Bengaluru: A decade after they parted ways over political differences, Karnataka chief minister Siddaramaiah and former prime minister H. D. Deve Gowda, are facing off again. It’s also a fight between the protege and his mentor, and this time, on an almost equal footing.
The fight, unlike previous Karnataka elections after 2006, will be the first time that Siddaramaiah, who has completed five years in office, will be an equal to Gowda, in terms of power and influence. Some people even feel Siddaramaiah has long surpassed Gowda’s influence.
But Gowda is not the one to give up easy as he championed the state’s efforts in the contentious Cauvery water dispute with Tamil Nadu.
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The two leaders, who couldn’t be more similar as they are both known as “24/7" politicians, have come face to face many times in the past, but Siddaramaiah was always the underdog as he did not enjoy the same level of influence, power or reputation as his mentor-turned-rival in electoral battles. Though the two clashed in 2013 Karnataka elections, Siddaramaiah was not leading the Congress then, even though he was considered a frontrunner for the top job.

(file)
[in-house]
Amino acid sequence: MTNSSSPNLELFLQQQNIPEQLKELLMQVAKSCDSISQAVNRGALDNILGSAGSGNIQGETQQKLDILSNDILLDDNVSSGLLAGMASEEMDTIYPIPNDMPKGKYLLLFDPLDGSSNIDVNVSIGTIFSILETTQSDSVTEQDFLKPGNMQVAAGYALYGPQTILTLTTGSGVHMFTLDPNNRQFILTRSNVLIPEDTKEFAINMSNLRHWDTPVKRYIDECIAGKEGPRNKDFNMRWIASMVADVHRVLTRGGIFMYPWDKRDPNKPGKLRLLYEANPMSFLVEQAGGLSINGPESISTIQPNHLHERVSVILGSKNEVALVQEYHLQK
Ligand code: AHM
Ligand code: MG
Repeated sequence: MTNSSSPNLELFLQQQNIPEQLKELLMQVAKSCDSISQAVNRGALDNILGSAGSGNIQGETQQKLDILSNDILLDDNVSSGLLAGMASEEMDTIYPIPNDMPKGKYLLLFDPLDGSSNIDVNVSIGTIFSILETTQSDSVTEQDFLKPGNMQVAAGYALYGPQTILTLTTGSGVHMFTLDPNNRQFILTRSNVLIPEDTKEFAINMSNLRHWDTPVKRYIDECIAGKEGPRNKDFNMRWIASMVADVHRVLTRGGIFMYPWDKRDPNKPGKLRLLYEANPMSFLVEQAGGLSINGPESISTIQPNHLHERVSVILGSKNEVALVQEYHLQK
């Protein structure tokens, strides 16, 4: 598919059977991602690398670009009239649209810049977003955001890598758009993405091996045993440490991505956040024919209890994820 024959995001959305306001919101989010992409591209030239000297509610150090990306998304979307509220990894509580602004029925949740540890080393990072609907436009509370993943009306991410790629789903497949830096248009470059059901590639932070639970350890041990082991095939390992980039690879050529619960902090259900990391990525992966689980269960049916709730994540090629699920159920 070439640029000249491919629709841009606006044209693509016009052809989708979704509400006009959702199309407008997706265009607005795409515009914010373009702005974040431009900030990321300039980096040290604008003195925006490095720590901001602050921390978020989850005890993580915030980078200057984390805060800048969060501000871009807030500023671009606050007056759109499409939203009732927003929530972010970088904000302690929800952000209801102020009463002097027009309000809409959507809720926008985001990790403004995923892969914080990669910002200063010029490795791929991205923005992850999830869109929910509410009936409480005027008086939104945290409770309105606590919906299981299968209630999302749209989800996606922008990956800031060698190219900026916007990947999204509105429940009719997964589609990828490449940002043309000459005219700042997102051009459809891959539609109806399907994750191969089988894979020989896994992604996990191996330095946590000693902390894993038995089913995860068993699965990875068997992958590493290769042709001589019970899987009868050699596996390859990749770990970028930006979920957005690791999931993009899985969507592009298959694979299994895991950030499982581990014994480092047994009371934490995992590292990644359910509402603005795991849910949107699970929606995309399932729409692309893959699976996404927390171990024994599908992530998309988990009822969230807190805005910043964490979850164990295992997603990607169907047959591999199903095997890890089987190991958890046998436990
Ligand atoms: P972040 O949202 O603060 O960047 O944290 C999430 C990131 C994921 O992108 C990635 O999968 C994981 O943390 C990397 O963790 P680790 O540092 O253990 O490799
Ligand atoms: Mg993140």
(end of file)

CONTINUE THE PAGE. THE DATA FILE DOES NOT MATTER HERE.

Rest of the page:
The two leaders have campaigned extensively against each other, resorting to levelling allegations of corruption, tacit understanding with the Bharatiya Janata Party (BJP) and poor administration—both hoping to emerge as the bigger man in the race for Karnataka.
Janata Dal (Secular), or JDS, considers south Karnataka as its bastion due to a high concentration of the politically dominant Vokkaliga community, believed to be the second largest caste-grouping in the state.
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Gowda had lost his first battle against Siddaramaiah, when the latter scraped through with a slender margin of 257 in the 2006 Chamundeshwari constituency bypolls, after the latter parted ways with the JDS and its supremo, who had favoured his son, H. D. Kumaraswamy for the post of chief minister.
The JDS, considered a Vokkaliga party, has been trying to consolidate the community’s votes in south Karnataka to bag as many seats as possible and retain its reputation as “kingmakers" if the state delivers a fractured verdict.
“In the last five years, Siddaramaiah has had a greater influence than Deve Gowda did in the 1990s," Narendar Pani, a political analyst and faculty at the National Institute of Advanced Studies (NIAS), said.
Pani states that Siddaramaiah wields influence over the entire state as opposed to Gowda, whose influence is limited to a region and community. Though, for now, it seems as though Siddaramaiah, the protege has the upper hand, Gowda, the mentor, will have the last laugh, if the predictions of a hung assembly holds true.